Faced with pending litigation, intense public pressure and a Jan. 29 deadline, the City Council will make its fourth attempt tonight to fill its vacant council seat.
Council members, who have repeatedly deadlocked during the past two months on who should take the fifth seat, are expected to consider some new candidates at their meeting tonight as they try to reach consensus.
While Mayor Tom Daly said he remains optimistic that the panel can pick a fifth colleague on its own, the city is less than two weeks away from being forced by city charter to call a special election, which would cost about $100,000.
By moving forward with the selection process, the council is ignoring a legal challenge from Shirley A. McCracken, who finished third in the Nov. 8 election and has twice come within one vote of the three votes city officials say are needed to be appointed to the council.
McCracken, 57, is demanding that she be sworn in as the fifth council member because she received "yes" votes from Daly and Councilman Frank Feldhaus the two times she was nominated last month.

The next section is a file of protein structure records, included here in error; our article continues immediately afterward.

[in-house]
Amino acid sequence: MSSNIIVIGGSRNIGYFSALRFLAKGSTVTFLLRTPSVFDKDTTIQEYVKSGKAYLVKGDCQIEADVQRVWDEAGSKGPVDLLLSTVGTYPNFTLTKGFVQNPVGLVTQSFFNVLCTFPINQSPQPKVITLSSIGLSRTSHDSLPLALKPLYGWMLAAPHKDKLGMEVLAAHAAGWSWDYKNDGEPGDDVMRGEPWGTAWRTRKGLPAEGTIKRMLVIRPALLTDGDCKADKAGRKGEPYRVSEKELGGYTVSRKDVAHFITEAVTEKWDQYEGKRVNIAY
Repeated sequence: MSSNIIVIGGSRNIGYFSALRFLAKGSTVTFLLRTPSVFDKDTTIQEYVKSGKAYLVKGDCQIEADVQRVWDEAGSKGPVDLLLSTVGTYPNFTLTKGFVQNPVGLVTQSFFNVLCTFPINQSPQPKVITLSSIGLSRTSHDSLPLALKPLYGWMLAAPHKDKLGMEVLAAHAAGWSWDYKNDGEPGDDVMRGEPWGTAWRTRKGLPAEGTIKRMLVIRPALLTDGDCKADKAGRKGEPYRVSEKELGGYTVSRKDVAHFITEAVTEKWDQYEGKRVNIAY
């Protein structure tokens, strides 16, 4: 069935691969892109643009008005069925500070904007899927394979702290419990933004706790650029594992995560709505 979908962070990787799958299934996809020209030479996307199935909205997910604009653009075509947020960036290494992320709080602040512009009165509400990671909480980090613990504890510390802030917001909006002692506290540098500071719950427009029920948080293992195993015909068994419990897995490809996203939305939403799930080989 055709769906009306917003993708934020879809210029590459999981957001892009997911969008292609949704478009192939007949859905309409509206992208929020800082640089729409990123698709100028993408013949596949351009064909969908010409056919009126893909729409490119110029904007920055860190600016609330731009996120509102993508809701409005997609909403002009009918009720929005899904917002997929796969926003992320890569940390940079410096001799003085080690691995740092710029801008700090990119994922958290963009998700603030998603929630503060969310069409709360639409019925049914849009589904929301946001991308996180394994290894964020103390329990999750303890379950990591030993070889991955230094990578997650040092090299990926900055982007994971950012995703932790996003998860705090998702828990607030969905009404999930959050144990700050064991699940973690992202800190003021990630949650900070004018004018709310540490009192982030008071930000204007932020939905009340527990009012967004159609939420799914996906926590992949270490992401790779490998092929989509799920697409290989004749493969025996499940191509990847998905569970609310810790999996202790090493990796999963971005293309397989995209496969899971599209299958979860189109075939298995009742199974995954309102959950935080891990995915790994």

Since Councilman Bob Zemel abstained from voting both times, McCracken contends that she received a majority of the votes cast. Councilman Lou Lopez wants the vacancy to be filled by an election and has voted against the selection of McCracken and three other candidates nominated by his colleagues.
Superior Court Judge William F. McDonald last week refused McCracken's request for a temporary restraining order that would have halted the selection process until a hearing on her case is held Friday.
Council members were tight-lipped about any possible new candidates who might be considered tonight.
City Atty. Jack L. White said that if the council does reach a consensus, he believes the choice will stand up in court. Before each council vote was taken, he said, it was clearly explained--both verbally and in writing--that it would take three votes to select a new council member.